“But I do think it brings a different dynamic for both teams. I think Ohio State, coming into the season, felt like they had a chance to be one of the elite teams and make a run to the Final Four, and they’ve played that way. Every night, they’re getting everybody’s best. They know that we played them tough here. But my impression of them is that they haven’t really let down. They’ve won a lot of close games, and they’ve shown an incredible ability to win tight games, to make the plays necessary to win those tight games, and they’ve been especially good at home.

“I think we know… we’re going on the road to play the No. 1 team in the country. We’ll need a performance like yesterday in terms of minimizing our mistakes. But the irony of it was I think all of our mistakes came in about one stretch of 6-7 minutes. That, against the No. 1 team in the country, is not going to get it done. So we have to minimize those mistakes and get a little more production off the bench.”

On how to build on having minimal mistakes against Minnesota last weekend:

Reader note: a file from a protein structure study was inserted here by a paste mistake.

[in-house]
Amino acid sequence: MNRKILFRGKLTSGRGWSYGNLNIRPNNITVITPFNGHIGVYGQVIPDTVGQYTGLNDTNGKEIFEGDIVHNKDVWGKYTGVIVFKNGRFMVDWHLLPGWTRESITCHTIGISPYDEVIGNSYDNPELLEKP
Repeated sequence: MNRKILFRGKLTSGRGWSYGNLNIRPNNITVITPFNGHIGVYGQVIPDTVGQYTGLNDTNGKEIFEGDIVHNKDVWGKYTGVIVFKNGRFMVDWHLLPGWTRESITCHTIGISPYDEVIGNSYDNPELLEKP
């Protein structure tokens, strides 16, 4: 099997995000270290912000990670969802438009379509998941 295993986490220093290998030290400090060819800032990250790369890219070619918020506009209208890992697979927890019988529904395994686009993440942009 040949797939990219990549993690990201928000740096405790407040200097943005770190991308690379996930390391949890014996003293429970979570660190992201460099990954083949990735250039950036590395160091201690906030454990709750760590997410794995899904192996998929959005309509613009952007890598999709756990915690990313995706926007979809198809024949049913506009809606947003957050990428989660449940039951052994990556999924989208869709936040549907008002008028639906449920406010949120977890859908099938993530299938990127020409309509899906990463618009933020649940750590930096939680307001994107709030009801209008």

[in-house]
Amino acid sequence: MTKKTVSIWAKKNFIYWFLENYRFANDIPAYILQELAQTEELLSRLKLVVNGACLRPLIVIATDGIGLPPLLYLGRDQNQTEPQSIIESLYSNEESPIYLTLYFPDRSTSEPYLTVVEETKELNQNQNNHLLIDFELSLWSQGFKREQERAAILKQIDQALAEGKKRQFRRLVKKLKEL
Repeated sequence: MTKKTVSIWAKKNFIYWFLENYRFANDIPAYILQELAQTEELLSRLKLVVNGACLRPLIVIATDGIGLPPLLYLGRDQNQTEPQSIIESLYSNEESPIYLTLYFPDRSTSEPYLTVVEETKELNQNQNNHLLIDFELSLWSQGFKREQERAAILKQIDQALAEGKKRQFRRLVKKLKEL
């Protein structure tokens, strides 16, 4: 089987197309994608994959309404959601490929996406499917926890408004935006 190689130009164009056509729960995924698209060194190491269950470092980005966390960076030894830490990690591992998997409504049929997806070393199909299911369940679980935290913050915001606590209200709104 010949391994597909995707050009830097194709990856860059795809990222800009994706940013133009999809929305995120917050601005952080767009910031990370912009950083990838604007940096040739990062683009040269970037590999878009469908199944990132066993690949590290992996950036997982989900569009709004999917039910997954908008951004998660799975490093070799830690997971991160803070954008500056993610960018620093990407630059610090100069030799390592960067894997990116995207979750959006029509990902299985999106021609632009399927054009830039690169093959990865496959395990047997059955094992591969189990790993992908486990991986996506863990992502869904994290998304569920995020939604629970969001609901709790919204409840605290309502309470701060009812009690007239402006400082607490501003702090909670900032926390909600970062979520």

“Well you know, obviously we erased an 11-point lead pretty quickly and put ourselves in a position to win. They made a run, we made a run, we made another run again. If you only turn it over twice, you give your team a chance. You know, you look at some of the better teams in our league, Northwestern in particular, they don’t turn the ball over. Purdue doesn’t turn the ball over. Ohio State doesn’t turn the ball over. These teams do not turn the ball over. Illinois does not turn the ball over. You can survive a lower-percentage shooting night if you don’t have empty possessions.